“We have several neighborhoods in Dublin that allow our seniors to live independently but in close proximity to family that include both apartment and town-house living,” Goss says, pointing to the Asherton and Greystone Mews developments as good examples.
She says baby boomers, just like millennials, are looking for housing in walkable neighborhoods close to parks and dining options. That can be seen in the burgeoning Bridge Park community that is taking shape along the Scioto River in Dublin. It features apartments, condominiums, restaurants, offices, retail stores and a hotel within a short walk of downtown Dublin.
About 50 percent of the apartments are being rented by empty nesters, baby boomers and seniors, says Brent Crawford, principal of Crawford Hoying, the project's developer. They also bought 38 of the Bridge Park's first 41 condos.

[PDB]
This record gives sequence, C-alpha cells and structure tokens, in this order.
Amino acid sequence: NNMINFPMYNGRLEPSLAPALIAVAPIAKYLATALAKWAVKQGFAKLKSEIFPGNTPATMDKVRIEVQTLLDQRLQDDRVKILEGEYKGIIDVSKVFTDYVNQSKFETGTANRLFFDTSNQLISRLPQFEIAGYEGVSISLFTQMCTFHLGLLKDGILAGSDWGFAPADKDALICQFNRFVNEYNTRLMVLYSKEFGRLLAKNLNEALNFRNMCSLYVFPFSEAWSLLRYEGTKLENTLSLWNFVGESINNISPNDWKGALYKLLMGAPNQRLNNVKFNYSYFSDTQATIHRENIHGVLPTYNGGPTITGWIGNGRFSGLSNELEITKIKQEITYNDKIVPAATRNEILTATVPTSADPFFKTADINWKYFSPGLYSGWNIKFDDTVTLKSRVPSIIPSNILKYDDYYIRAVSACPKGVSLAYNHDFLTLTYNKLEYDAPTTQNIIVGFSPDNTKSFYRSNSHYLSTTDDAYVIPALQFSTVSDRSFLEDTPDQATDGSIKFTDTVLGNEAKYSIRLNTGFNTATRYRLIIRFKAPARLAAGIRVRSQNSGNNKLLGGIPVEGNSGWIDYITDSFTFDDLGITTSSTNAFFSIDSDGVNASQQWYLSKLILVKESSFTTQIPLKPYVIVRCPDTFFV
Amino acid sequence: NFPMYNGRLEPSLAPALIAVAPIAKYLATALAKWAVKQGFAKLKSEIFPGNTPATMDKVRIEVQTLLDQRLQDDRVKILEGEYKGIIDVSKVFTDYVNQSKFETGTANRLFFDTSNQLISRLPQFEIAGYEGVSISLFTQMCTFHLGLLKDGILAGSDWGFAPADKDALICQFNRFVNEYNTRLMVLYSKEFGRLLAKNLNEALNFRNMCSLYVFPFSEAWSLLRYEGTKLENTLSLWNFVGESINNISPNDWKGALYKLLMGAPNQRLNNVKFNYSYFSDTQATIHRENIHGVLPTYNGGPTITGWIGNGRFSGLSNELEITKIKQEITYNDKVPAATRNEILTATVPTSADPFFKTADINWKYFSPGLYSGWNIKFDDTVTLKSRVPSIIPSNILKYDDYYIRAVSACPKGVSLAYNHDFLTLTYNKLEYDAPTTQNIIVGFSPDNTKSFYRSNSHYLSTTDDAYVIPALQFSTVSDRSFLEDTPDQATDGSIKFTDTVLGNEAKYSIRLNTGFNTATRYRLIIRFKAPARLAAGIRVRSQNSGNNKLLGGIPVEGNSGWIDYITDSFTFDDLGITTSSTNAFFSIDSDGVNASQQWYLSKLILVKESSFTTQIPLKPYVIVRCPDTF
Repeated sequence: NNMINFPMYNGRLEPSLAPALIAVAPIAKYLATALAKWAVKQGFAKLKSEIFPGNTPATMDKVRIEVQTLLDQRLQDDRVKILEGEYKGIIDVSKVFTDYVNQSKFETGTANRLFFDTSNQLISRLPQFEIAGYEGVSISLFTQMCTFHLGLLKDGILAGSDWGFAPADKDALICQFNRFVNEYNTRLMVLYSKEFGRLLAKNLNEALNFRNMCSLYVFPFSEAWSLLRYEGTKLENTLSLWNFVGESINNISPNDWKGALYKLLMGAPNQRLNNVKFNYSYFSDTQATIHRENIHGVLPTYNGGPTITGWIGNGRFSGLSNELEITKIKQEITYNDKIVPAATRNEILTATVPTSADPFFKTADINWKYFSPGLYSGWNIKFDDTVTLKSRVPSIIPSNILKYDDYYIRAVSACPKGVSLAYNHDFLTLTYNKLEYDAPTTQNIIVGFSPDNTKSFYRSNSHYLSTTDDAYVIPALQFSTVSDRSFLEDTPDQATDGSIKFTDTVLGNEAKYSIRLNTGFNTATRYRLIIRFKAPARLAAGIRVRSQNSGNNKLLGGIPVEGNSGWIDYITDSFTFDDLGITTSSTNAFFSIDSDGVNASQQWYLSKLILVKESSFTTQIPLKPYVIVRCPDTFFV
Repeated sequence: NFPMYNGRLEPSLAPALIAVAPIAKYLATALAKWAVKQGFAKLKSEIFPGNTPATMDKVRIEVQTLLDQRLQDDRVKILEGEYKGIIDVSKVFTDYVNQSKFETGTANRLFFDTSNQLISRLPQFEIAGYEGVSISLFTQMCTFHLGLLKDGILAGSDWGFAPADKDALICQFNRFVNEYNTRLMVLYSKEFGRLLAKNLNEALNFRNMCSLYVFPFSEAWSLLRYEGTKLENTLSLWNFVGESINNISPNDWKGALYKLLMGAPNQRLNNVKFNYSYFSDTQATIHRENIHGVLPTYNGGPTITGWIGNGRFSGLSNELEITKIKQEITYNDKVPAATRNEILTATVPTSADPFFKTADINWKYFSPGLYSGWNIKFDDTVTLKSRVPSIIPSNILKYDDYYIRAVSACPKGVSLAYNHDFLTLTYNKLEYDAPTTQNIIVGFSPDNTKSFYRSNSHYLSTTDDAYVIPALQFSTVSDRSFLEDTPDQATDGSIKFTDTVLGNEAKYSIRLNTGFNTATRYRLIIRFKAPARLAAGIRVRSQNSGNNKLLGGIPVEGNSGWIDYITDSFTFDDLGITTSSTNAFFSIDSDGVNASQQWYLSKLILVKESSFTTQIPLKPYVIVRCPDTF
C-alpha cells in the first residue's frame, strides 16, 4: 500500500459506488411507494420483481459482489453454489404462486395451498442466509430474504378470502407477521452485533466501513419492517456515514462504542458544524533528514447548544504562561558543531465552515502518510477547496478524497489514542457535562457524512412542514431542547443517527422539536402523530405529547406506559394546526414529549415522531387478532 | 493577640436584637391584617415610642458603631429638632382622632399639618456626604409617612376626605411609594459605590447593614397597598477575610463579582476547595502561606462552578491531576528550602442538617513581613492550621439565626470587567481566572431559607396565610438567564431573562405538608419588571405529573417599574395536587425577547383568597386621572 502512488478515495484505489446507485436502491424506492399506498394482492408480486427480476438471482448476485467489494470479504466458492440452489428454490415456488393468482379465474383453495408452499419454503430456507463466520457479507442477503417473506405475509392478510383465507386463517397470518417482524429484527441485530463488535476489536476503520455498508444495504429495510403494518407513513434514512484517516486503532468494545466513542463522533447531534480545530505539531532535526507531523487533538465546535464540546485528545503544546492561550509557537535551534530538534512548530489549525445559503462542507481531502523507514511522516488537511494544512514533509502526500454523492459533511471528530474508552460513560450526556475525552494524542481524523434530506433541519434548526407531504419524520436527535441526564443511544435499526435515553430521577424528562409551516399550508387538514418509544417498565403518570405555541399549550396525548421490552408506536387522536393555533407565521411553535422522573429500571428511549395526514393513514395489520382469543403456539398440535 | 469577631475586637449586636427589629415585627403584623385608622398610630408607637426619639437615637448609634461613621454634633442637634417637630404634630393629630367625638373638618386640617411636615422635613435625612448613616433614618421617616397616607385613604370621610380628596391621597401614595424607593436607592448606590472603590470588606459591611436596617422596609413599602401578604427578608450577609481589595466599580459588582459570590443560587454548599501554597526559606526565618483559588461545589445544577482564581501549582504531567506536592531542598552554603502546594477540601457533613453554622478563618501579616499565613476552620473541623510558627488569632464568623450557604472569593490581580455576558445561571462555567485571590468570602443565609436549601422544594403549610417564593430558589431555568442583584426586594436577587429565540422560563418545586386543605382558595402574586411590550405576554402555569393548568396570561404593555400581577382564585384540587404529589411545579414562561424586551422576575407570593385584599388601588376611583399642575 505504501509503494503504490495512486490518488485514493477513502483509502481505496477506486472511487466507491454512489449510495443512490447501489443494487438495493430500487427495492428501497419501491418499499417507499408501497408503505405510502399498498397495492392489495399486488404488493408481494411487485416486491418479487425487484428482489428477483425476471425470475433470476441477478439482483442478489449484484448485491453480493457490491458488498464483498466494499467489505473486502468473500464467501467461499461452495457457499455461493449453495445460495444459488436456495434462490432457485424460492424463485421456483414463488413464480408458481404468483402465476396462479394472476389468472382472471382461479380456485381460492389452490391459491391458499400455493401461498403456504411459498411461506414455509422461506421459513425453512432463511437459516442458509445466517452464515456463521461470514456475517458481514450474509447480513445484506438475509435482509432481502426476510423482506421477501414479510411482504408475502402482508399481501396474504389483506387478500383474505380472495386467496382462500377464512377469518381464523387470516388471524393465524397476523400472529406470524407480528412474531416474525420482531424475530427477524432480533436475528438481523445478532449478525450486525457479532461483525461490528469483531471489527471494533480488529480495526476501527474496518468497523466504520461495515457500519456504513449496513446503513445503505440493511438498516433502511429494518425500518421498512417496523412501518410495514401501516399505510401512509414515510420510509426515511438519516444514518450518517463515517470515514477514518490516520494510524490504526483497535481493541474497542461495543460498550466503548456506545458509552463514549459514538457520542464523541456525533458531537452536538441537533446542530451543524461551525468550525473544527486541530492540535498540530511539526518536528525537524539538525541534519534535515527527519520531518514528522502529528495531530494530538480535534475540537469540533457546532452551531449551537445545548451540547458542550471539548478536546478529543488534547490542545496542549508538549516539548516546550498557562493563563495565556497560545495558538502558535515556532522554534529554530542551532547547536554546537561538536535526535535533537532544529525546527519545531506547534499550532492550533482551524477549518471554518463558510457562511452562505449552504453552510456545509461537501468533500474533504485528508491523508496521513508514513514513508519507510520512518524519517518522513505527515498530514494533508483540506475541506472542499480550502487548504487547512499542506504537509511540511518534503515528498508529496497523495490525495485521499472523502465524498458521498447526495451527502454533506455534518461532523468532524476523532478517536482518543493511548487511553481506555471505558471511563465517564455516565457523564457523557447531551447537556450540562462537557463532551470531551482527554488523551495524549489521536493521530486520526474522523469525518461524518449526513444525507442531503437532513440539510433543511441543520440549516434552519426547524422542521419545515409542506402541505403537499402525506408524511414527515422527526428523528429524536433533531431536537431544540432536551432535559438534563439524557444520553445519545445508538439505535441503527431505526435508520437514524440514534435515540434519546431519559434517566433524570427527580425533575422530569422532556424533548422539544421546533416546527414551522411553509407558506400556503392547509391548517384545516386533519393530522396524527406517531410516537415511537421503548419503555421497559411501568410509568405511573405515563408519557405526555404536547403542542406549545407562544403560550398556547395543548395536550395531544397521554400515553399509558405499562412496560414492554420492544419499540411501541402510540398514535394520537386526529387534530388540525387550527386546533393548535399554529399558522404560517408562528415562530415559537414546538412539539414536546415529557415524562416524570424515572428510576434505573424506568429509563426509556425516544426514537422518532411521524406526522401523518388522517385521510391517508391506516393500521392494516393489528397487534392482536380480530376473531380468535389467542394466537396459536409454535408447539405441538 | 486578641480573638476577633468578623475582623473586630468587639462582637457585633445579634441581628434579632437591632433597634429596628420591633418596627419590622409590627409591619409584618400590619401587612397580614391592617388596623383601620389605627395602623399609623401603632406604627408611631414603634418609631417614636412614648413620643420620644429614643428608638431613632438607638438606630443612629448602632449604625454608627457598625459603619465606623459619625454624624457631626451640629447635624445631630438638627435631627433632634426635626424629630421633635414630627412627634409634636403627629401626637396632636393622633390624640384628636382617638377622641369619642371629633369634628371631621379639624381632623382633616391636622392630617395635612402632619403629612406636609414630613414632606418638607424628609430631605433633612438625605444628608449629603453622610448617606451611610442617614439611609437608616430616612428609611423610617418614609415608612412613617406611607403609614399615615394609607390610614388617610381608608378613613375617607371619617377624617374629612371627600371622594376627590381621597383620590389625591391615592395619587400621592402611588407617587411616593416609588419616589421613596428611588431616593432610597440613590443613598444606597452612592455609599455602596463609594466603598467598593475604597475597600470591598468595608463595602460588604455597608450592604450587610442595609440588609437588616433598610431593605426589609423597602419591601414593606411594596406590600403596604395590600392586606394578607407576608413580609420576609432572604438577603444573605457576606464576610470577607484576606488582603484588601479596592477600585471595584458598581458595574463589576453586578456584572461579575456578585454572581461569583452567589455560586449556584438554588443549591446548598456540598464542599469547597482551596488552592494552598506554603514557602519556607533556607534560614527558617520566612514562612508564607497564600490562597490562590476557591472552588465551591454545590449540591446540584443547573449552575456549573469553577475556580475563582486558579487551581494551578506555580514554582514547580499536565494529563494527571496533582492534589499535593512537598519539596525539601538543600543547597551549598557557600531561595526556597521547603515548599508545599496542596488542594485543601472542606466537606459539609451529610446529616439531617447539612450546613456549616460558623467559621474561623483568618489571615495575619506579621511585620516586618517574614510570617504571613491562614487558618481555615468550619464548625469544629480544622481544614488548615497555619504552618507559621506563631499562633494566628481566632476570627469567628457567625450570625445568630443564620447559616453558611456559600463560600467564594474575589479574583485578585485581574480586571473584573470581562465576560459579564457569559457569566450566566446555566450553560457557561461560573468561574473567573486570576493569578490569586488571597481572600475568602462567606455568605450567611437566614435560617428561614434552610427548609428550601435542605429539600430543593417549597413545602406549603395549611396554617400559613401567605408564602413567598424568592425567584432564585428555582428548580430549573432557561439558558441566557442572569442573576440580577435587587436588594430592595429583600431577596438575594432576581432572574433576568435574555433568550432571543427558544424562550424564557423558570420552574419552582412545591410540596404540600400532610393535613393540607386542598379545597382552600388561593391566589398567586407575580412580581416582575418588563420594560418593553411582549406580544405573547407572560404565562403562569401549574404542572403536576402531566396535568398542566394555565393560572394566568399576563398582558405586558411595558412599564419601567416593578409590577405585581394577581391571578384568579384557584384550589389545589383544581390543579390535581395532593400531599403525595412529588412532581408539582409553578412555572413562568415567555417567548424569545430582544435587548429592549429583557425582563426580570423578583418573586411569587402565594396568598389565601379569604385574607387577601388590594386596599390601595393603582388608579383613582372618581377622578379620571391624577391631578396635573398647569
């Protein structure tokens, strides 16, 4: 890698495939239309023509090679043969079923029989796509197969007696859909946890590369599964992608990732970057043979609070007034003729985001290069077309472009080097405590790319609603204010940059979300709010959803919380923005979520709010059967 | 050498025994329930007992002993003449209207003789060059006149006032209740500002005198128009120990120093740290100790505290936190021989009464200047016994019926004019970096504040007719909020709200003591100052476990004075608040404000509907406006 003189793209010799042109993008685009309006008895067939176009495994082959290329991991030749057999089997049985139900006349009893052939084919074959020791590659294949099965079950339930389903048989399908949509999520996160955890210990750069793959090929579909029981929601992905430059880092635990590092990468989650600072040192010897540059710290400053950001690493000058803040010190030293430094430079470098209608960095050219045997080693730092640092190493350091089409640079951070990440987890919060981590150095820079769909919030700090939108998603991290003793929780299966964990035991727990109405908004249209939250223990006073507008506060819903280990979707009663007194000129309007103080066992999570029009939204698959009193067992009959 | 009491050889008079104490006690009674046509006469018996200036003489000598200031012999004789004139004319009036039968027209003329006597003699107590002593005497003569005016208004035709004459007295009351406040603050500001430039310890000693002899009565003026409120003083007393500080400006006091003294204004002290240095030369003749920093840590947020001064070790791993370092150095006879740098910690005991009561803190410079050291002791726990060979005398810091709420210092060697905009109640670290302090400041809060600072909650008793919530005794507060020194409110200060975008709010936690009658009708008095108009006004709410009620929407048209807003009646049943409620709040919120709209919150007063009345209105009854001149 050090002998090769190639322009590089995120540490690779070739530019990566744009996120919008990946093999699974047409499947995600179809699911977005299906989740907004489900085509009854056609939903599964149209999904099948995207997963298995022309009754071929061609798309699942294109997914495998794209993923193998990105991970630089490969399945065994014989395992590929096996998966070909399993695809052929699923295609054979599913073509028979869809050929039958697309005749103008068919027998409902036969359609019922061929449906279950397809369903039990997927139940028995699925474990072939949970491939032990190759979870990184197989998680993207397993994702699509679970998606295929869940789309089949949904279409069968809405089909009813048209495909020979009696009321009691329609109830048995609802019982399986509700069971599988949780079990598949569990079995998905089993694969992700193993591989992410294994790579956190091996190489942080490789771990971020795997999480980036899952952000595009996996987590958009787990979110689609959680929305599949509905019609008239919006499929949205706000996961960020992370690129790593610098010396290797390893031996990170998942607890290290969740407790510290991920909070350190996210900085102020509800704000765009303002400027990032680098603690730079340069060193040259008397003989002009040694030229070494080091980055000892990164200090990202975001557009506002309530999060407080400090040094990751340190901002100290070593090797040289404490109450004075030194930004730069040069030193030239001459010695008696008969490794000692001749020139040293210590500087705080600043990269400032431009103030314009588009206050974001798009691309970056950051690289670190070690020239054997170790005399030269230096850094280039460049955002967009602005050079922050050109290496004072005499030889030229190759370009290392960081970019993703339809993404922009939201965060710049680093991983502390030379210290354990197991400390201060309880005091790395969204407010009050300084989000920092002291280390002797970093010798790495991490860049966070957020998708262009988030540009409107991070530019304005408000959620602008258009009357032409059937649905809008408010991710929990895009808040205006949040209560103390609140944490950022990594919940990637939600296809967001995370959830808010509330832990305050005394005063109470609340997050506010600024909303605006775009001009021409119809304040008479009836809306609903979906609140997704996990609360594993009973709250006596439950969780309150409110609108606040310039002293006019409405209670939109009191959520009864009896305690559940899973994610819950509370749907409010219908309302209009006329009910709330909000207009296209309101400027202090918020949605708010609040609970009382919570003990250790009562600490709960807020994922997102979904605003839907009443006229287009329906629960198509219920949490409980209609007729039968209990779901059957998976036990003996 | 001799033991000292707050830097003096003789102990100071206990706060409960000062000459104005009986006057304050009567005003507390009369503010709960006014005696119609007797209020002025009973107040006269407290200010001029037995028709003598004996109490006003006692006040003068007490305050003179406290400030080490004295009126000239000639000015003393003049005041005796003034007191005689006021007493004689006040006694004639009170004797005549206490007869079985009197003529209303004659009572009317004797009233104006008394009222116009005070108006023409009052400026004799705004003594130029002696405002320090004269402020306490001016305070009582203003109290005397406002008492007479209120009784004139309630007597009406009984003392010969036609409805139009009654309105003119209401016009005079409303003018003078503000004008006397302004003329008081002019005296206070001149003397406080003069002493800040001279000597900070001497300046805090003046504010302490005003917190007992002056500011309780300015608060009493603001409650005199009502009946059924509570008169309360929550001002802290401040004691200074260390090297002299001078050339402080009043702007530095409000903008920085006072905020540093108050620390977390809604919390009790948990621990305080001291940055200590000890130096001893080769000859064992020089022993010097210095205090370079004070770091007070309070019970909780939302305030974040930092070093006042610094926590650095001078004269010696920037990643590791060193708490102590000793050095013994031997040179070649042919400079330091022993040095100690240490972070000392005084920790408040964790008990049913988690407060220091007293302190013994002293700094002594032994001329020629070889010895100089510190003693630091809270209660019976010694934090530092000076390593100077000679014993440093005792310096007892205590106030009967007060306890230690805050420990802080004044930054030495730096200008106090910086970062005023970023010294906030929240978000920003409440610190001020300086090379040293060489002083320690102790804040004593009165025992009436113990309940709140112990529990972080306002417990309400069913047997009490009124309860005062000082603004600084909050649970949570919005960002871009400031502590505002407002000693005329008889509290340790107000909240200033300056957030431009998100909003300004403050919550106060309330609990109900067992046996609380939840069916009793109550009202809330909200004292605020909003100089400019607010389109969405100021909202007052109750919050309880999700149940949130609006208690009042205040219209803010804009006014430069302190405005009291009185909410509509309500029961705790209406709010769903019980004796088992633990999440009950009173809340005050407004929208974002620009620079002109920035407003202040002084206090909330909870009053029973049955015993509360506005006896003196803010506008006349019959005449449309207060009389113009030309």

“The number one thing is walkability,” Crawford says. “They want to lock their door, walk to a restaurant that is close by and have people around.”
Such a dynamic is important to Dublin as it looks for ways to retain older residents looking to downsize and provide rental housing for younger people who may eventually buy a home in the city. “It's about how you're going to be sustainable long term,” Crawford says. “If you don't have a variety of housing options, your population falls, stores close and real estate values and tax revenue go down. It's a vicious cycle.”